Apps, self-service and touchscreens
at the Danish National Police
The Danish National Police are in full swing with the implementation of mobile technologies in their organisation. ConsultantNews had a chat with the IT Director responsible to get insights on a continuous process to develop new initiatives.
Interview with Michael S. Hansen,
IT Director, the Dnish Police.
Like most other public- and private-sector organisations, over the last five years the Danish National Police has had a rationalisation agenda. In just a few years, a deficit that ran to a treble-digit million-kroner amount in 2009 had to be turned into a balanced budget. Today, this goal has been reached, thanks to numerous restructuring and streamlining projects. "IT is often a key player in the streamlining game and one of the new elements is Mobility investments," says Michael Steen Hansen, IT Director in the Danish National Police's Group IT department.
"If I were to define what we mean by Mobility, it is the right and opportunity to access and use data and services, whatever the time, place and platform. This applies to the general public, employees or partners. Many people would define Mobility as having a mobile device. But for me, the device is just a means or a platform. The vital aspect is what the device enables you to do," says Michael Steen Hansen.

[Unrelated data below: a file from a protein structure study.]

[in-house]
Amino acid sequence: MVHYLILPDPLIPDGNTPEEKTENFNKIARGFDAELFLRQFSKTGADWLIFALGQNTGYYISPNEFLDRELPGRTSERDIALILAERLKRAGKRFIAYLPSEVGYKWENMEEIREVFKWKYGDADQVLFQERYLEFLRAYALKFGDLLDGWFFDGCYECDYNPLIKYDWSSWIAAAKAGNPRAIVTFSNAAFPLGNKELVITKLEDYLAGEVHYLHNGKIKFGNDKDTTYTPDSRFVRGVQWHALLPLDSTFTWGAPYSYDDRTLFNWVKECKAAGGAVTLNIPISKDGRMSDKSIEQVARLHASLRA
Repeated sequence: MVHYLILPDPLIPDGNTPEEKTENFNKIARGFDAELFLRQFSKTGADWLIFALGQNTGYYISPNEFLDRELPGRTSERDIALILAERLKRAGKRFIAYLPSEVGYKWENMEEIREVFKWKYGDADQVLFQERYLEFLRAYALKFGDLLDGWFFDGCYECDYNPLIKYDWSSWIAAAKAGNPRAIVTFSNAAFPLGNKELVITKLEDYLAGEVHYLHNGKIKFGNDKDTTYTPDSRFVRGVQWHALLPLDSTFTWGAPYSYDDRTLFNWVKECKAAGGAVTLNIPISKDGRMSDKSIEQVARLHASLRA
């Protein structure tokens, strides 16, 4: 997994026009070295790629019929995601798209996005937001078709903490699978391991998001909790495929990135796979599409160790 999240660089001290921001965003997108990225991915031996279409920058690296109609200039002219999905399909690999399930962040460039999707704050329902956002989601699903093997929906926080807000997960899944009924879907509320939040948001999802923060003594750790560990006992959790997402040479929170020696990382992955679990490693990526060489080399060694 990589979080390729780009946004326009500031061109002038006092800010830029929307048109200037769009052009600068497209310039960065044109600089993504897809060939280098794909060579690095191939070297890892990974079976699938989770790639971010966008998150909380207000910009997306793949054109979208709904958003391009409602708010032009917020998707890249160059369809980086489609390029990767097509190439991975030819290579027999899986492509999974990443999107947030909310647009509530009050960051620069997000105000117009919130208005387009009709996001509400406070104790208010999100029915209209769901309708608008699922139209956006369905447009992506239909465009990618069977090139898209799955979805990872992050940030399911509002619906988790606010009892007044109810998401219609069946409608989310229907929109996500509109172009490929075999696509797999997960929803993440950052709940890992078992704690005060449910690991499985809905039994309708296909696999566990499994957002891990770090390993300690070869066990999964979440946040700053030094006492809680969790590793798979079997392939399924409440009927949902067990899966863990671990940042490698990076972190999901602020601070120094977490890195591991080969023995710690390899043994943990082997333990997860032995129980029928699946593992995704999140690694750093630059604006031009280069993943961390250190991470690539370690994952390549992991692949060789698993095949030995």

Self-service and automation are key
He explains that the mobilisation wave reached the Danish National Police a few years ago, in the form of relatively simple functionality, but recently this development has been speeded up.
"Self-service and automation are two key concepts for us when it comes to Mobility," says Michael Steen Hansen.
"For example, today residents can report burglaries online, and do not need to queue up at the police station for a print of their police record. These are both examples of how citizens can serve themselves and the police can optimise its resources."
Based on the same self-service and automation principle, the Danish National Police recently launched a police app for iOS, Android and, most recently, Windows Phone. This app can, for example, be used to look up a bicycle frame number to check whether the bicycle has been reported stolen, find the nearest police station, or tip off the police with a text and images if something suspicious is observed.
"So for you Mobility is all about service?"
"Definitely. There are two aspects to this. On the one hand, we are following the Danish Agency for Digitisation's strategy of enabling the general public to use as many digital services as possible. On the other hand, in some cases this increased Mobility enables us to work better and smarter.